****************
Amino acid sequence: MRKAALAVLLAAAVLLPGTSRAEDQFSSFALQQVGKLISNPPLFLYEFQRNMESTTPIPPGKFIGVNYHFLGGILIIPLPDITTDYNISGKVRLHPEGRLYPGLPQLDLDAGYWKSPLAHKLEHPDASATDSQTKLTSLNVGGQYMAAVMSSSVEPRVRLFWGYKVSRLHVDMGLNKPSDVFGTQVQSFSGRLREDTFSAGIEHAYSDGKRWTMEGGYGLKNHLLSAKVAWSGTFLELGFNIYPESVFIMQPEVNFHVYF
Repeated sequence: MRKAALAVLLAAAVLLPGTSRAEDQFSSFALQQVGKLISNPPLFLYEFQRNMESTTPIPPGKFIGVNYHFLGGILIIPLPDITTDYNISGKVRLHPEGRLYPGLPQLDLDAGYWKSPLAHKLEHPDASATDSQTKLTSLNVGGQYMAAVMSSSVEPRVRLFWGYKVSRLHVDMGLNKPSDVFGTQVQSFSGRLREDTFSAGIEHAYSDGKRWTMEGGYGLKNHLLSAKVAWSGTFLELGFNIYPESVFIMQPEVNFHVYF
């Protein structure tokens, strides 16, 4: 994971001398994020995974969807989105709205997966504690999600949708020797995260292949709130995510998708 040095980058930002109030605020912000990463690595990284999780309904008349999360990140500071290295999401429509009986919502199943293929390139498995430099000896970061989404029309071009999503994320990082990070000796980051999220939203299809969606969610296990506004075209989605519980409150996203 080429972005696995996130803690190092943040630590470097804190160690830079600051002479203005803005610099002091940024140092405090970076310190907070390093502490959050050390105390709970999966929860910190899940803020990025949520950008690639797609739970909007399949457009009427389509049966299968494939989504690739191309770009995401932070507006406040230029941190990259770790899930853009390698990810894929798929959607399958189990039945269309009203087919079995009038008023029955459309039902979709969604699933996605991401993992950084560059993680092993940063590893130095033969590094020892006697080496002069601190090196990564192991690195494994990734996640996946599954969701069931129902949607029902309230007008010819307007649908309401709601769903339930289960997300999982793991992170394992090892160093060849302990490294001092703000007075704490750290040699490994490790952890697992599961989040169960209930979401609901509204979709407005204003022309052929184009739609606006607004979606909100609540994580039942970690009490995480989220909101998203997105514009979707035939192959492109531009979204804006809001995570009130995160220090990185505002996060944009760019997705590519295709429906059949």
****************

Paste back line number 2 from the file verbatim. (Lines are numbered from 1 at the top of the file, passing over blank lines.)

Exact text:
Repeated sequence: MRKAALAVLLAAAVLLPGTSRAEDQFSSFALQQVGKLISNPPLFLYEFQRNMESTTPIPPGKFIGVNYHFLGGILIIPLPDITTDYNISGKVRLHPEGRLYPGLPQLDLDAGYWKSPLAHKLEHPDASATDSQTKLTSLNVGGQYMAAVMSSSVEPRVRLFWGYKVSRLHVDMGLNKPSDVFGTQVQSFSGRLREDTFSAGIEHAYSDGKRWTMEGGYGLKNHLLSAKVAWSGTFLELGFNIYPESVFIMQPEVNFHVYF